The Supreme Court's Citizens United decision could turn businesses into mini political parties, something that businesses themselves don't want, said experts at a Washington economic development panel.

The Supreme Court brought down Citizens United in January of this year, effectively overturning a century of campaign finance laws and allowing unlimited, secret spending by special interest groups. That seemed like good news for special interest groups and corporations seeking friendly policies in Washington.

But according to a poll (PDF) conducted by the Committee for Economic Development, a majority of business owners don't look forward to spending ever-increasing amounts of money on elections in order to have their interests represented in Washington. And some feel that the blending of business and politics under the new regime will undermine both businesses and lawmaking.

Sixty-one of the business leaders surveyed by the CED said they felt pressured to contribute to political efforts, the survey stated.

Anthony Corrado, a professor of government at Colby College, told a CED panel last week that the new spending rules appear to be leading to a "political arms race" where companies are being pressured into spending money on elections that they would otherwise be spending on their business.

"This poll underscores what business people across America already know: the political system is broken and large amounts of money are flooding the system and corrupting the democratic process," said Ed Kangas, a CED trustee and former CEO of accounting firm Deloitte Touche Tohmatsu.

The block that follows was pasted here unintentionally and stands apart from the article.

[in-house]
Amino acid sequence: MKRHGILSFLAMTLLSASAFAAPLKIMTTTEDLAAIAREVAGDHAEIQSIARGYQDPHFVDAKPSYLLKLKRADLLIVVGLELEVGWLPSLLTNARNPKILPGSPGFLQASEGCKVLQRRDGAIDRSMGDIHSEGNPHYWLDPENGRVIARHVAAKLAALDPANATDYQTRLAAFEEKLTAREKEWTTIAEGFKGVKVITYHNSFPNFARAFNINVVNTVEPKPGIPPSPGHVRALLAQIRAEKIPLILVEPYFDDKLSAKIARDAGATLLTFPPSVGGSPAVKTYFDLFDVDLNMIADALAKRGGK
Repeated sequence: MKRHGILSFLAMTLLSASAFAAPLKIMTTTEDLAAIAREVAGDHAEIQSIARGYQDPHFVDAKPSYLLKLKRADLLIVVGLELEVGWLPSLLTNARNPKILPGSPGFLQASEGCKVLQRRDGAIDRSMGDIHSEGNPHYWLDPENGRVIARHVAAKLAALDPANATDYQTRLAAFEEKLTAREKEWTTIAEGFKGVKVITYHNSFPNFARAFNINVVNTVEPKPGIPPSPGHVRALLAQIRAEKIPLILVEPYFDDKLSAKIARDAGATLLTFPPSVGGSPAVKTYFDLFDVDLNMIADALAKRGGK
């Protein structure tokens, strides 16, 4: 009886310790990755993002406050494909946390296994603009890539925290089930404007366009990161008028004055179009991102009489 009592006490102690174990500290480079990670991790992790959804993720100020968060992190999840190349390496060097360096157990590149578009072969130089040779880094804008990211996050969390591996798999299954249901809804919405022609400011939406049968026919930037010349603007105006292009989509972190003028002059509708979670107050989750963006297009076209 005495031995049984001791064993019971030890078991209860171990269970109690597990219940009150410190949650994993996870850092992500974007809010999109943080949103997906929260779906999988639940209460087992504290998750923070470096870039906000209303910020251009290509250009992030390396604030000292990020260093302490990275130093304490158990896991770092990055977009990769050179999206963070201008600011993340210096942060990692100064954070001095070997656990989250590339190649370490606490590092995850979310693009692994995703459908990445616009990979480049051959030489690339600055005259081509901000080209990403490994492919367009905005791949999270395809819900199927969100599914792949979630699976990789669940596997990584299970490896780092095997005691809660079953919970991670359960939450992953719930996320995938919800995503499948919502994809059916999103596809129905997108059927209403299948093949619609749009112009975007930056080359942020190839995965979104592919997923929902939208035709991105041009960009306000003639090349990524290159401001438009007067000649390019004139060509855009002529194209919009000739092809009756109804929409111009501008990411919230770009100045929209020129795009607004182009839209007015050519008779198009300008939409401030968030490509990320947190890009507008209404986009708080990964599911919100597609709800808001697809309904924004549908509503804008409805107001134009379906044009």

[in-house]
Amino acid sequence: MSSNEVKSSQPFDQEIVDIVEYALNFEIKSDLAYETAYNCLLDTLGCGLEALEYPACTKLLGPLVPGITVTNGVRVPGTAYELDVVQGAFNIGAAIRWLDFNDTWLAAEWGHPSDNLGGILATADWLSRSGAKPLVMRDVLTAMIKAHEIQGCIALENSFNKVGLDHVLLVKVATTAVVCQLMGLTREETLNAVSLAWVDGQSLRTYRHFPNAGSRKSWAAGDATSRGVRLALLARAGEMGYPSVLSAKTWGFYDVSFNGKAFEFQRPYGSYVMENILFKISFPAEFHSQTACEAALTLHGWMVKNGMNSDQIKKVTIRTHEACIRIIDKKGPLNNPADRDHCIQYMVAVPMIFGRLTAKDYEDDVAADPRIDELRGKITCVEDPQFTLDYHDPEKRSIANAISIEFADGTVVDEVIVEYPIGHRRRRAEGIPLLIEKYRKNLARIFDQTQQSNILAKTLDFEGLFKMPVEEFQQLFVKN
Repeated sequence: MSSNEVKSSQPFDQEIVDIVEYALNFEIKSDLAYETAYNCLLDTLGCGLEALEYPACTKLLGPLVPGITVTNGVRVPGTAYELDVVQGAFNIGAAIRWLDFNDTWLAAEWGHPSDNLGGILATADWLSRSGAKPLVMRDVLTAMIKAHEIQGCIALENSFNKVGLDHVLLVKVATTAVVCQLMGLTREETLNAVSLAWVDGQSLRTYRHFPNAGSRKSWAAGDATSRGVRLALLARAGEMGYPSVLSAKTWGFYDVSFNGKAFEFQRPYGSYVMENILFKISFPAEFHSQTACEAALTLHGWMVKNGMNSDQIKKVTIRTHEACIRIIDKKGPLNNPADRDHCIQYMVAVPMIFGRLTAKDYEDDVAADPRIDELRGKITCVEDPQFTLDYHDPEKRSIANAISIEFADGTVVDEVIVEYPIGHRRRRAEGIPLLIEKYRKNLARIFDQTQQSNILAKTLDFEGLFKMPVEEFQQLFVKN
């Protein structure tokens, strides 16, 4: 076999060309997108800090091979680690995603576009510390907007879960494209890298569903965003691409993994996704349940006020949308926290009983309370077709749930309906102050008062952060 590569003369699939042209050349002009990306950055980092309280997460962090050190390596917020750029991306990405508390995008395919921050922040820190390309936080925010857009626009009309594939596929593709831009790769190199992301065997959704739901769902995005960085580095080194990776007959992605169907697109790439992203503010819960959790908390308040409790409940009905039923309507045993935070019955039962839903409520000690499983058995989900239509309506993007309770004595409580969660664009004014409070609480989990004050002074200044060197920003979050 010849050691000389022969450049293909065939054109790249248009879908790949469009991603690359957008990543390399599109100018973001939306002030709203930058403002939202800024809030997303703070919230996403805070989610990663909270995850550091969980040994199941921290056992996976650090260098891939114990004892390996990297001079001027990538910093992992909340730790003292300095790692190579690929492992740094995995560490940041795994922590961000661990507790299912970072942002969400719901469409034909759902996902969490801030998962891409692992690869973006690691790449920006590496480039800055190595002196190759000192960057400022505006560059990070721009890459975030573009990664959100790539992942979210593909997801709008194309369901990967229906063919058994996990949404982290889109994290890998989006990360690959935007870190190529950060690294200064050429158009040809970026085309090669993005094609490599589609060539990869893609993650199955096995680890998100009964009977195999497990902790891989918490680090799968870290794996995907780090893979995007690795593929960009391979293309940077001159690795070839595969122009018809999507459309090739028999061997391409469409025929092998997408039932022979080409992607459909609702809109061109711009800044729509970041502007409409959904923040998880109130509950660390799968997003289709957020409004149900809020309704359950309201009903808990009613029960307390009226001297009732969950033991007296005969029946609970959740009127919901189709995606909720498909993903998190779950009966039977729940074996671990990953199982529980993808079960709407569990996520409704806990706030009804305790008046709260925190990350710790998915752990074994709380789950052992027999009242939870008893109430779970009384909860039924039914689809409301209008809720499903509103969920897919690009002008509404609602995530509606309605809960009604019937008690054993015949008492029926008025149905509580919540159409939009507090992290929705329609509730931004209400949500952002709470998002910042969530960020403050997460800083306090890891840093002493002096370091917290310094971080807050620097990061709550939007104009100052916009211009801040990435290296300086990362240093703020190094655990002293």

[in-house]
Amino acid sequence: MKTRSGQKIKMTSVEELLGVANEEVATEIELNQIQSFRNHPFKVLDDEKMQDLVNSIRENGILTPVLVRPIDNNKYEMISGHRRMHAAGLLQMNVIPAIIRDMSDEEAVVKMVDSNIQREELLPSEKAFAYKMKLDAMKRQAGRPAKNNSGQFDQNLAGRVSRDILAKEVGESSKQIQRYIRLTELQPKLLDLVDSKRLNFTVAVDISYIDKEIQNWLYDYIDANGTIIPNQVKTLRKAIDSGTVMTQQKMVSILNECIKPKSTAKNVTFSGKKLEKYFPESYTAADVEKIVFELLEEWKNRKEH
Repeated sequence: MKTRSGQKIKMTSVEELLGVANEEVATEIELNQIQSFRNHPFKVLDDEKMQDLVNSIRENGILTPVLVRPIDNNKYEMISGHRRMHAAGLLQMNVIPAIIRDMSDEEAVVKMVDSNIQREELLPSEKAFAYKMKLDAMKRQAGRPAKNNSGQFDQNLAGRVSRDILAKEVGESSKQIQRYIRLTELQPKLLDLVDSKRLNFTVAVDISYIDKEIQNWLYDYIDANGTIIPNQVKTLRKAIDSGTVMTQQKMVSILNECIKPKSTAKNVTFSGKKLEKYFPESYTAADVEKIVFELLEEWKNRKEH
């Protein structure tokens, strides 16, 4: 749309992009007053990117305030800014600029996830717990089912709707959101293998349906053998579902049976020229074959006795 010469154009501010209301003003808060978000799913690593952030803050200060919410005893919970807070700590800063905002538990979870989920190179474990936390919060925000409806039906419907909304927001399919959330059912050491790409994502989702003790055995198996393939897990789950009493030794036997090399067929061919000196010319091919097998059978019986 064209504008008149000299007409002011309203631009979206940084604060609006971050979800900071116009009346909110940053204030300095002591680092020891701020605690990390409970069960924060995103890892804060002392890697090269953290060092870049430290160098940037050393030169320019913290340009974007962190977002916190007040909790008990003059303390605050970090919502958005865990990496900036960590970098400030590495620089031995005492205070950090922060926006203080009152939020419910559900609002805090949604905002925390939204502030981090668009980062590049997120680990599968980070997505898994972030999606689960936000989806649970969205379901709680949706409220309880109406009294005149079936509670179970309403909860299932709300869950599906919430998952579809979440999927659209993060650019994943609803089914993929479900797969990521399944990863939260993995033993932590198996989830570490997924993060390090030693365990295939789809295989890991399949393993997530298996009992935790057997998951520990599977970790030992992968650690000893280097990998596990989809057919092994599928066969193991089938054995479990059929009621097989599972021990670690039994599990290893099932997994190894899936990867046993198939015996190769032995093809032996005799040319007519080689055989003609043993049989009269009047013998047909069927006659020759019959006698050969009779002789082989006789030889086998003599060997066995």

"These huge undisclosed contributions that pay for campaign ads are distorting the political process and are a major reason why Congress has become so dysfunctional,” he added.

Corporate spending on elections "has become so blatant ... that the American people have finally figured it out," Kangas told a discussion panel last week.

Speaking at the panel, Politico assistant managing editor Jeannie Cummings argued that Citizens United will turn some businesses and industries into political forces of their own, independent of any one political party. Cummings named ethanol and coal as examples of industries becoming "strong subsets of corporate parties," according to Courthouse News.


According to DEC, two-thirds of business leaders polled agreed with the statement, "the lack of transparency and oversight in corporate political activity encourages behavior that puts corporations at legal risk and endangers corporate reputations."

Evidence that this is the case is beginning to emerge. This summer, retailer Target came under political pressure from some its customers -- including calls for a boycott -- after it was revealed the company had given $150,000 to a special interest group running ads for Minnesota Republican candidate Tom Emmer, an opponent of gay rights. Target's CEO ended up apologizing for the move.

More than 75 percent of business leaders surveyed agreed that corporations should always disclose their political contributions, even if they are sent to third-party groups that don't publish their donations.

Fred Wertheimer, president of Democracy 21, which campaigns against corporate influence in elections, told the panel that undisclosed contributions amount to the "legalized bribery of our elected officials."

"Wertheimer supports increased small-donor participation with donations matched by public funds," reports Courthouse News.